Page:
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Published by Giles Bennett
Giles Bennett
on Thursday 8 June 2017

Last updated on Friday 12 April 2024

Pneumonoultramicroscopicsilicovolcanoconiosis is famous for being one of the world's longest words,although factitious.  The word means "a lung disease caused by inhalation of very fine silica dust usually found in volcanos".

Pneumonoultramicroscopicsilicovolcanoconiosis Pronunciation

So, before we start, how do you pronounce pneumonoultramicroscopicsilicovolcanoconiosis?

It is pronounced pneu·mo·no·ul·tra·mi·cro·scop·ic·sil·i·co·vol·ca·no·co·ni·o·sis.

Alternatively, click on the audio clip below to to listen to it being said.

Pneumonoultramicroscopicsilicovolcanoconiosis Definition

Also spelt pneumonoultramicroscopicsilicovolcanokoniosis

What is pneumonoultramicroscopicsilicovolcanoconiosis?

As mentioned above, it is actually a factitious word whose meaning is inaccurate.

Pneumonoultramicroscopicsilicovolcanoconiosis Silicosis Black Lung Disease

If we break the word down we can see what it was intended to mean.

  • Pneumono: Greek — 'lung', 'lung-related'
  • Ultra: Latin — 'beyond'
  • Micro: Greek — 'small'
  • Scopic: Greek — 'looking'
  • Silico: Latin — 'like sand'
  • Volcano: Latin — volcano
  • Konis: Greek — 'dust'
  • Osis: Greek — 'condition'

So, by using the above breakdown we can see that it was intended to refer to a lung condition caused by extremely small particles in volcanic dust that look like sand, or what is becoming more popularly know as respirable crystalline silica (RSC) dust.

However, it is not clear if volcanic ash is a chronic respiratory health hazard and "no evidence of silicosis has been found in populations exposed to crystalline silica in volcanic ash".


What is silicosis?

noun | lung fibrosis caused by the inhalation of dust containing silica

Silicosis, as the NHS website states, is a long-term lung disease caused by inhaling large amounts of respirable crystalline silica (RSC), usually over many years.

Silicosis is increasingly becoming a key health topic across many industries, as its occupational causes have become more apparent. Industries that are regarded as high-risk are those where exposure to RCS are highest, such as: quarrying, mining, foundries, potteries, brick manufacturing and certain aspects of construction.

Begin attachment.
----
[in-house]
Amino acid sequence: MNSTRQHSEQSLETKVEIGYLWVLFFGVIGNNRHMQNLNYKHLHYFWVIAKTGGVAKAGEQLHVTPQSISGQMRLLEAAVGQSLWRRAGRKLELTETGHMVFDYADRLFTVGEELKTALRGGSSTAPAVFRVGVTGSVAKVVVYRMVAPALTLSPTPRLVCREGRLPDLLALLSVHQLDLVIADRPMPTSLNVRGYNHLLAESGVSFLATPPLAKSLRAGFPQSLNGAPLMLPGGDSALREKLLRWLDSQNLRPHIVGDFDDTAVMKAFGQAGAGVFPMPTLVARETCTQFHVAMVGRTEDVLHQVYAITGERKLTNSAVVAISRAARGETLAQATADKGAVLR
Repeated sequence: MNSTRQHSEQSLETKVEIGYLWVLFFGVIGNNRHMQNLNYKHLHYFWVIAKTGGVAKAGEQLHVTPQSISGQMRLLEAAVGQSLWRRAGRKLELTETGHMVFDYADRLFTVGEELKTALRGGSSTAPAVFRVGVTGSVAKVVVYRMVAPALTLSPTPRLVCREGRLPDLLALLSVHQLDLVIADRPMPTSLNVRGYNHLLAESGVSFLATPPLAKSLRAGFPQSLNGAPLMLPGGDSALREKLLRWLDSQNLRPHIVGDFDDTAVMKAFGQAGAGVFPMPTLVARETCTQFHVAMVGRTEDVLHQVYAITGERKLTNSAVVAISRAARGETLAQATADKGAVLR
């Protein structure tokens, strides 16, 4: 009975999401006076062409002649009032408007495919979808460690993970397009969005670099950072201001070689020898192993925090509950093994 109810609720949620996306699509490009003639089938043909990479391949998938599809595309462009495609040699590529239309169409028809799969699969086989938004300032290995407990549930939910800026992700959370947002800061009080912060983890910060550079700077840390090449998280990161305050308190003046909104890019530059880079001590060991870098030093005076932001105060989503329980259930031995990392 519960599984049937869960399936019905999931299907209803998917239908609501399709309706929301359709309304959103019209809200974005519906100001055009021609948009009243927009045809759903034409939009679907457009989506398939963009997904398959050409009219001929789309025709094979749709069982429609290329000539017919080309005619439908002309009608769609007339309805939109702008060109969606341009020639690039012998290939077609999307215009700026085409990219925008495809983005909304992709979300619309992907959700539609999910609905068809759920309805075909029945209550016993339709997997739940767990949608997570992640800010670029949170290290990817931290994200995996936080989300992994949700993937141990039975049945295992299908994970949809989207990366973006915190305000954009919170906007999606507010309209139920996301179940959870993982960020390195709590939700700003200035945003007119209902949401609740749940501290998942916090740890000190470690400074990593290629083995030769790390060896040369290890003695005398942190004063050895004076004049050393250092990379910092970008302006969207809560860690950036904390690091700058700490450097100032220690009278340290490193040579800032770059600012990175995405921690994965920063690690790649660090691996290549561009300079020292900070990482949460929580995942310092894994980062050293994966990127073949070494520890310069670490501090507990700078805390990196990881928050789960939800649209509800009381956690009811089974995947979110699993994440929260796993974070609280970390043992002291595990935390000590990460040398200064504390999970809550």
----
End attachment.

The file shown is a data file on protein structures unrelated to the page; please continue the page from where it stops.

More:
Pneumonoultramicroscopicsilicovolcanoconiosis Silicosis Quarry

What does this disease do to its sufferers?

Silicosis is lung fibrosis, a condition involving hardening or scarring of the lung tissue and consequent loss of lung function. It has been proven to be a direct consequence of the inhalation of silica dust over long periods, the effect of which continues to develop long after exposure has stopped. The disease is progressive, irreversible and debilitating, often leading to premature death. Initial symptoms include severe shortness of breath, severe cough, appetite loss, fatigue, fever, chest pains and cyanosis (bluish skin). Sufferers are also proven to be at increased risk of other serious illnesses, such as lung cancer, tuberculosis, kidney disease, arthritis and heart failure.

Pneumonoultramicroscopicsilicovolcanoconiosis silicosis man coughing

So what are the ‘high-risk’ industries doing about it?

Employers must comply with The Control of Substances Hazardous to Health Regulations 2002 (COSHH) (as amended). This includes the preparing and recording of risk assessments for any activity involving exposure to RCS, advising employees of these risks, and the introducing of control measures which must be effective in keeping exposure below the Workplace Exposure Limit (WEL) of 0.1 mg/m3 respirable dust, averaged over 8 hours. Control measures might initially include modification to processes to reduce the duration or frequency of emissions; the application of physical barriers, e.g. covers for conveyors or equipment; or the implementation of LEV (Local Exhaust Ventilation). However, there are some situations where dust suppression is simply the ‘Best Available Technique’ – often because the dust source is too general or varied in nature, or where a ‘last line of defence’ is required to complement other existing control measures. This is where Corgin’s experience comes in: we have already assisted many clients in the industry sectors mentioned above with robust dust suppression solutions, and these have been proven to significantly reduce levels of airborne dust. We would be more than happy to do the same if this is an area of potential concern in your business.

So if you had difficulties with articulating the word at the start of this article, this pales into insignificance alongside the difficulties that are inevitably caused by the disease itself. Our simple objective is to catch your attention and help raise awareness to the dangers of silica exposure, so that future generations are safeguarded from its devastating impacts.

Looking for the best way to reduce dust? Borrow Eric's Glasses!